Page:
CCI staff and our Technology Hub teams just returned from Mayo Transform, an annual health care innovation conference that brings together providers, payers, policymakers, designers, technologists, and more.
This year – as the country grapples with payment reform, political uncertainty, health care affordability, and patient access – the gathering focused on “closing the gap between people and health.”
What does that mean for safety net health systems? Here are our top takeaways:
1. Transformation takes a long time.
When our crew sat down with Mayo’s Center for Innovation, we learned that Mayo’s own primary care redesign model has taken five years – and it still isn’t finished. Even if you’re a world-renowned medical practice with a thriving innovation culture, change doesn’t happen overnight.
2. The safety net isn’t the only one struggling with care transitions.
At the conference, we heard so many stories that paralleled our own challenges. But one stood out: The Mayo Clinic has been grappling with the fact that many of cancer patients in remission continue to see their oncologists for primary care check-ups. These are obviously very costly appointments and limit specialists’ availability to see new patients. So, Mayo began looking for ways to transition patients in remission back to primary care. (Doesn’t that ring a bell?) Asked why they don’t return to primary care, patients responded that their oncologists had “gone through the journey with them” – diagnosis, treatment, and ultimately remission. Because their primary care physicians didn’t play a role in that journey, patients felt like they would be less knowledgeable about their health history.
As a result, Mayo is now testing ways to involve primary care providers from the beginning of cancer patients’ journeys, such as deploying Skype and other virtual platforms to involve primary care physicians at key stages of treatment, not just following remission.
3. We’re all putting social determinants of health to work.
It didn’t matter if we were talking about data mining, skyrocketing drug prices, or diabetes prevention. SDOH was on everyone’s lips and a huge part of every new initiative unveiled at Mayo Transform. Whole-person health care is now mainstream.
4. Community investment starts in medical school.
We learned that the University of Texas at Austin’s Dell Medical School includes community members in its interview process to gauge applicants’ bedside manner. This new medical school’s curriculum is also designed to respond to the actual health needs of the patients in the school’s backyard, Travis County.
As our organizations plan their own residency programs, we’re now thinking about how we might revamp our interview processes to involve our communities and reach the kind of candidates we really want.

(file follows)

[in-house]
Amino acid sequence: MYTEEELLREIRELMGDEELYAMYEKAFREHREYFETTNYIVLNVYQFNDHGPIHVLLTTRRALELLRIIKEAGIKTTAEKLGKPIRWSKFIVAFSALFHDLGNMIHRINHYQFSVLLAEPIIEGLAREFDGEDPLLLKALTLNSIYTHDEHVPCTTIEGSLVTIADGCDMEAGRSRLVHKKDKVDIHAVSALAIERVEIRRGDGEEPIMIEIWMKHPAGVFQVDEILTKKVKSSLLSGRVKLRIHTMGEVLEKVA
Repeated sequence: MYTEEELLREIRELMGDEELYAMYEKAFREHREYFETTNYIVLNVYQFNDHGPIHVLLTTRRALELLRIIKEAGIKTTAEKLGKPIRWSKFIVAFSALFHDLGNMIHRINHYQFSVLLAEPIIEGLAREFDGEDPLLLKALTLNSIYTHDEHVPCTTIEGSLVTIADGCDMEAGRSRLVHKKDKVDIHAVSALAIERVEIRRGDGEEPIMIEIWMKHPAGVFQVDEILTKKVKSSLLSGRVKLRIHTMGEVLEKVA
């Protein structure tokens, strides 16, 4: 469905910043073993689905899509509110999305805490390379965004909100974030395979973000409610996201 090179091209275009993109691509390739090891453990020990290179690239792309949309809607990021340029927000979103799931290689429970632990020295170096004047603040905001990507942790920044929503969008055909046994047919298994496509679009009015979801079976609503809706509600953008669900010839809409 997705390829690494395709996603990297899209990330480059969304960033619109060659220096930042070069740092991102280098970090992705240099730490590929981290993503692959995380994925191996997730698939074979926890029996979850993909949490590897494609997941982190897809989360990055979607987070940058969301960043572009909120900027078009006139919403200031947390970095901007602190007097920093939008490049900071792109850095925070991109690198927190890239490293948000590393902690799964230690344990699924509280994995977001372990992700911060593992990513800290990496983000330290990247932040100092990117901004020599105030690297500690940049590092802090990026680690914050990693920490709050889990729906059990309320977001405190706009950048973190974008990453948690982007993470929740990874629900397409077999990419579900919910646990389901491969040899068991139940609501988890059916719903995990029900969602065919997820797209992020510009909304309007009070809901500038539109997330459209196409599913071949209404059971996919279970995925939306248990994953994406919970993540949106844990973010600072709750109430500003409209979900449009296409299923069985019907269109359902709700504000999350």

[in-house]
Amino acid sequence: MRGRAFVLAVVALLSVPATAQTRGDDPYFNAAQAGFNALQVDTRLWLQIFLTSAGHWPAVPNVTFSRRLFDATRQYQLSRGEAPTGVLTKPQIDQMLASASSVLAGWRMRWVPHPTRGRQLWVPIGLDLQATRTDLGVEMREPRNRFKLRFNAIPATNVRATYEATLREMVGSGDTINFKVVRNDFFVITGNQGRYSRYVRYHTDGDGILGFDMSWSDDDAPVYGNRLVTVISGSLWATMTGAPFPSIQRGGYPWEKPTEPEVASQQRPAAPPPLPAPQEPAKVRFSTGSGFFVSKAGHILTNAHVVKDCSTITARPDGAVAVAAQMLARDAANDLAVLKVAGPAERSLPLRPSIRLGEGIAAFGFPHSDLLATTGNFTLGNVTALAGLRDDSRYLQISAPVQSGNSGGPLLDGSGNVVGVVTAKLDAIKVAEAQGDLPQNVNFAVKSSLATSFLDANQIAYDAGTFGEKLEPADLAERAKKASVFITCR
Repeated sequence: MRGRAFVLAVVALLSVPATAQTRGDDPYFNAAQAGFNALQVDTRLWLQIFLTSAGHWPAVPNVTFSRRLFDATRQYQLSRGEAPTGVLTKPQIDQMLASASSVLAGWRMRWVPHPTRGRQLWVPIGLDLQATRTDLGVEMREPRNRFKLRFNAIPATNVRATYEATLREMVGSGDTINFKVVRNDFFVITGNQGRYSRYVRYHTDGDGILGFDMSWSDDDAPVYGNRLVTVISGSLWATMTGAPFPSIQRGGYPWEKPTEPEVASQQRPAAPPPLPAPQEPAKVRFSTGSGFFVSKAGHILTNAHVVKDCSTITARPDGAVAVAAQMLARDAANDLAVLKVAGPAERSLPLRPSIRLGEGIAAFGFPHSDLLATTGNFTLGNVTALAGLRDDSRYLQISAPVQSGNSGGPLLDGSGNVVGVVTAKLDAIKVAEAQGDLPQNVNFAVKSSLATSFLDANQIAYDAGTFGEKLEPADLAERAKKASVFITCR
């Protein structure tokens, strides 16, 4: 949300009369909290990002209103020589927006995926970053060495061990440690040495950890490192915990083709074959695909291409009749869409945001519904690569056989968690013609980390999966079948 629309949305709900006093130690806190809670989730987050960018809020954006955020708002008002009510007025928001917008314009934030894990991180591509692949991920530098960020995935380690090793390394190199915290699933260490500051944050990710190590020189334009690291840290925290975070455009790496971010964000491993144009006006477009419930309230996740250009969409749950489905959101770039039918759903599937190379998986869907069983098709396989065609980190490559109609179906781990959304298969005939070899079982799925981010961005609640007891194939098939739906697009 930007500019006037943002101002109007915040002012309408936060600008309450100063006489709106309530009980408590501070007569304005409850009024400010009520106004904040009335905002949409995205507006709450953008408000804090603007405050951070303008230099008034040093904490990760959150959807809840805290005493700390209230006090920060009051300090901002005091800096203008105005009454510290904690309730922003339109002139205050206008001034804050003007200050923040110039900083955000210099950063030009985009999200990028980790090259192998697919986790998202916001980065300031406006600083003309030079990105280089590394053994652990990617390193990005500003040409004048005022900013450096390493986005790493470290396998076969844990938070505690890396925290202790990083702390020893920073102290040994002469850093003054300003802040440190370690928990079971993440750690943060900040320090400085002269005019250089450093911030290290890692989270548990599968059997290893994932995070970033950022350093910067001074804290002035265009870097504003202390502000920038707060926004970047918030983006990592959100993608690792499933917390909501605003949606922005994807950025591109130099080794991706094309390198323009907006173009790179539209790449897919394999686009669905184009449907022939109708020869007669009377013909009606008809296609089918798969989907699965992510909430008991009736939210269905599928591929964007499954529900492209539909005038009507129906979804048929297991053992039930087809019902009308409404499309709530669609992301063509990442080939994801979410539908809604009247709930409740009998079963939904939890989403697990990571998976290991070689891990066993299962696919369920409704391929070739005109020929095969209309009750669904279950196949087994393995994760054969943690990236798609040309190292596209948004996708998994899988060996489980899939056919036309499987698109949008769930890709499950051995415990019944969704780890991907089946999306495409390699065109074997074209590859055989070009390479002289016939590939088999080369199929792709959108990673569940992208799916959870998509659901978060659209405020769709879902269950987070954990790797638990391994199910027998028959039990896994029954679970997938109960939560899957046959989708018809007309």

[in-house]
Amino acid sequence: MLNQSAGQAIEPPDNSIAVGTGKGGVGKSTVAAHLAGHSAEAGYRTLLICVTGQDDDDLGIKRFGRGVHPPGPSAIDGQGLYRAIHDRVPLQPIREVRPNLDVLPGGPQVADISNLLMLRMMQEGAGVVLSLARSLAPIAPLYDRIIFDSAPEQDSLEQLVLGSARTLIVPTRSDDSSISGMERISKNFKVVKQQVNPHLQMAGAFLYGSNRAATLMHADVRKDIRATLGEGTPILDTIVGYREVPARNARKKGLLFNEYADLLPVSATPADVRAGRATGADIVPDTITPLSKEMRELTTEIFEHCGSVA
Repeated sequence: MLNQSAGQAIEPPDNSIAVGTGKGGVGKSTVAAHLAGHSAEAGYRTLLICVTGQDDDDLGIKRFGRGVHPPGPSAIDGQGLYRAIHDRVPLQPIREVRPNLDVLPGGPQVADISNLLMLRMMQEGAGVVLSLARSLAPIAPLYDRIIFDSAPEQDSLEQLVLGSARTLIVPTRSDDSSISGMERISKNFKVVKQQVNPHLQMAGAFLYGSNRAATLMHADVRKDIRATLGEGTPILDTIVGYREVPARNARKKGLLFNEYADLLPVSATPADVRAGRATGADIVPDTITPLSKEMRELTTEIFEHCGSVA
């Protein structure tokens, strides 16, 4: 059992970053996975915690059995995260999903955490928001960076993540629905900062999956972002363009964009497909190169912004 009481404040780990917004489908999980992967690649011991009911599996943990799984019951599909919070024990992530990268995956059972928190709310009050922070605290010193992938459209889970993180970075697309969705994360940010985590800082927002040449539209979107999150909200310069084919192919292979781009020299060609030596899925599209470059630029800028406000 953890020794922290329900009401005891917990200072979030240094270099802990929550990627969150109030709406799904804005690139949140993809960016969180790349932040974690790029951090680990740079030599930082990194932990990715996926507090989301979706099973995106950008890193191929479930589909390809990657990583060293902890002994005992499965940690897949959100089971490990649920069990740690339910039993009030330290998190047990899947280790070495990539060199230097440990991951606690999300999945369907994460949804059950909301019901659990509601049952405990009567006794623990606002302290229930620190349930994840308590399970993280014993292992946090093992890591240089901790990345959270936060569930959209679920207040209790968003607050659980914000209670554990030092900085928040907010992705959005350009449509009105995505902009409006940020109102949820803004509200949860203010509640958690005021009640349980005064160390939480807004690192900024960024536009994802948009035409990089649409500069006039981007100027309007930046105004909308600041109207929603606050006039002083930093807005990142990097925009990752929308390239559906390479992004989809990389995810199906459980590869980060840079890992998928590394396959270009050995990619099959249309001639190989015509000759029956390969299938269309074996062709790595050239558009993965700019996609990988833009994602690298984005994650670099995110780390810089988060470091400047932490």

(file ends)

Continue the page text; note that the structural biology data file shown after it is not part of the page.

5. We can all learn from our patients.
Dell Medical School on “experience groups,” where patients with similar medical circumstances and experiences discuss their daily lives. Through these groups, Dell discovered, for instance, some diabetes patients weren’t taking their insulin simply because they didn’t own refrigerators. When we spent time with Mayo’s Center for Innovation, we heard about a recent experiment with text messaging. The widespread hypothesis is that given the ability to text their doctors directly, patients will abuse that communication channel; but when Mayo gave a handful of patients that capability, its patients never texted before 7 a.m. or 7 p.m.
Never make assumptions!
6. Ridesharing technology can improve no-show rates.
Before the conference started, we huddled with Hennepin County Medical Center’s innovations group, Upstream Health Innovations, to talk about its various programs. Our Hubs were particularly intrigued by Hitch Health, software that communicates with the electronic health record and Lyft. (Read more about it here.)
We’re already thinking about how this new platform could work in our own health systems.
7. Let patients talk uninterrupted.
Danielle Ofri, an internist at Bellevue Hospital in New York City, explained how conversation between doctors and patients is the most powerful, flexible, cost-effective health technology out there. Ofri had read a Swiss study that said when doctors didn’t interrupt, patients talked 92 seconds on average during their clinical visits. That didn’t match physicians’ fears of endless monologuing, so she decided to give it a try.
Turns out, Ofri’s patients on average talked for less than 2 minutes. Even her most loquacious appointment – a woman known to inundate doctors with her entire medical history, a long list of her mother’s ailments, and critiques of the Metropolitan Opera – clocked in at only 4 minutes and 7 seconds. Ofri recalled, “It was an amazing revelation. Although it felt long, it wasn’t actually that long. And when we were done we had a list. It was long, but it was finite. And once we had a list, we could work on a plan.” More amazingly, the patient told Ofri, “Just talking about all this has actually made me feel better.” Ofri felt better too.
Our Hubs were struck by this experiment. We immediately began thinking, “What might this look like in our clinics? How would it change our approach to scheduling patients visits?”
8. The safety net is on the cutting edge of innovation.
Where other systems feel limited by their fee-for-service models to try new things, our health centers know that it’s a moral imperative to improve access through new transportation services, telehealth, e-consults, texting, and mobile health. We may not be getting paid for it yet, but we’re taking action because it’s the right thing to do.
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